Purulent pericarditisdefined as the presence of pus in the pericardial sacis a fulminant infection with a high mortality rate. Galen first described it in a patient with posttraumatic pericarditis.1 The incidence of purulent pericarditis has decreased after the advent of antibiotics. In a case series published by Klacksmann et al., the disease was more prevalent in middle-aged men. Gram-negative bacilli, Staphylococcus, and Pneumococcus were the most common causative agents.2
Purulent pericarditis usually occurs as a direct spread from intracardiac infection; contiguous spread from pulmonary, mediastinal infections; spread from subdiaphragmatic suppurative source; or seeding from systemic bacteremia. Advanced age, immunosuppressive therapy, or other systemic diseases causing immunosuppression are some of the predisposing factors to purulent pericarditis.1
Fever is the most common sign on presentation. Classic signs of pericarditis are usually absent or masked by the underlying infection. A 12-lead electrocardiogram commonly shows sinus tachycardia and nonspecific ST changes, and an enlarged cardiac silhouette is seen on chest x-ray. Echocardiography is crucial for an early diagnosis and appropriate management in these patients.1
Surgical drainage of the pericardial effusion and antibiotic therapy are the mainstay of management of purulent pericarditis. Pericardiostomy combined with antibiotics reduces the mortality by more than 50 compared to untreated patients.3 Initial empiric antibiotic therapy should be broad, covering the most common causative agents, and can be adjusted further during clinical course depending on the microbiologic data. There are no guidelines available regarding the duration of antibiotic therapy; a 24 week regimen of IV antibiotics is recommended based on the available literature.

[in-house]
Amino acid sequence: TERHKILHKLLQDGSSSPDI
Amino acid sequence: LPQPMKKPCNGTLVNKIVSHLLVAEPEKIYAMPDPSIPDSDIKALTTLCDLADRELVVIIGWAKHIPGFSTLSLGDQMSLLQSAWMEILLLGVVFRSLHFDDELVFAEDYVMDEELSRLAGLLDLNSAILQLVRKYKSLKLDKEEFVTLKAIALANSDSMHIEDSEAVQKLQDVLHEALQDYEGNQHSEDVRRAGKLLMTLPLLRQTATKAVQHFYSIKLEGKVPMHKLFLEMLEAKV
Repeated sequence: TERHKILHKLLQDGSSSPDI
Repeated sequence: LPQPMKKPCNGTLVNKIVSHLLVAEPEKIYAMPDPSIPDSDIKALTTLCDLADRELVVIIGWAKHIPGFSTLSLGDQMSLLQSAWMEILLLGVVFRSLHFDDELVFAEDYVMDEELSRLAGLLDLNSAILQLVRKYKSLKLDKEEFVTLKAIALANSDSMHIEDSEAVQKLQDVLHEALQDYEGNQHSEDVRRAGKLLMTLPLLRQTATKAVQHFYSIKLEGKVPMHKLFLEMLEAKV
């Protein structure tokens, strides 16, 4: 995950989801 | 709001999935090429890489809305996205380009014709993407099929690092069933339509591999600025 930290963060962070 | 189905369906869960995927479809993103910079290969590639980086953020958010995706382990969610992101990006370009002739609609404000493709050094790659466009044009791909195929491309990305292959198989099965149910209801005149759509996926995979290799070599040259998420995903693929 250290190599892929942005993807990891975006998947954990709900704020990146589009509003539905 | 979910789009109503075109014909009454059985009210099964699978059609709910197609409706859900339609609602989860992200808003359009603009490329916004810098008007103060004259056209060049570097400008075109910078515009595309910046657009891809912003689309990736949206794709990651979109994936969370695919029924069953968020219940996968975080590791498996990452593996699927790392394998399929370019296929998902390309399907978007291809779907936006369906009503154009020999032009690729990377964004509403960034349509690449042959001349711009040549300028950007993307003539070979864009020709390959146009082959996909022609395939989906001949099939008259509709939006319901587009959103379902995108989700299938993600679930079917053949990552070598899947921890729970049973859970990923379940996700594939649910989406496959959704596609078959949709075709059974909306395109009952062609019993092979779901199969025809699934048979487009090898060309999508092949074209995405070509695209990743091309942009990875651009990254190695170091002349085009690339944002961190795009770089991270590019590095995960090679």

Early complications of purulent pericarditis include cardiac tamponade (as seen in our patient), myocarditis, mycotic aneurysms, and recurrent tamponade. Pericardial constriction is an important late complication of purulent pericarditis. Initial treatment with anti-inflammatory agents and/or steroids may be warranted, as in this case. Pericardiectomy is the ultimate treatment when medical therapy fails, with a mortality up to 8.4
Maisch B Seferovi? PM Risti? AD (2004). Guidelines on the Diagnosis and Management of Pericardial Diseases Executive SummaryThe Task Force on the Diagnosis and Management of Pericardial Diseases of the European Society of Cardiology. Eur Heart J Apr 1 200425(7): 587–610.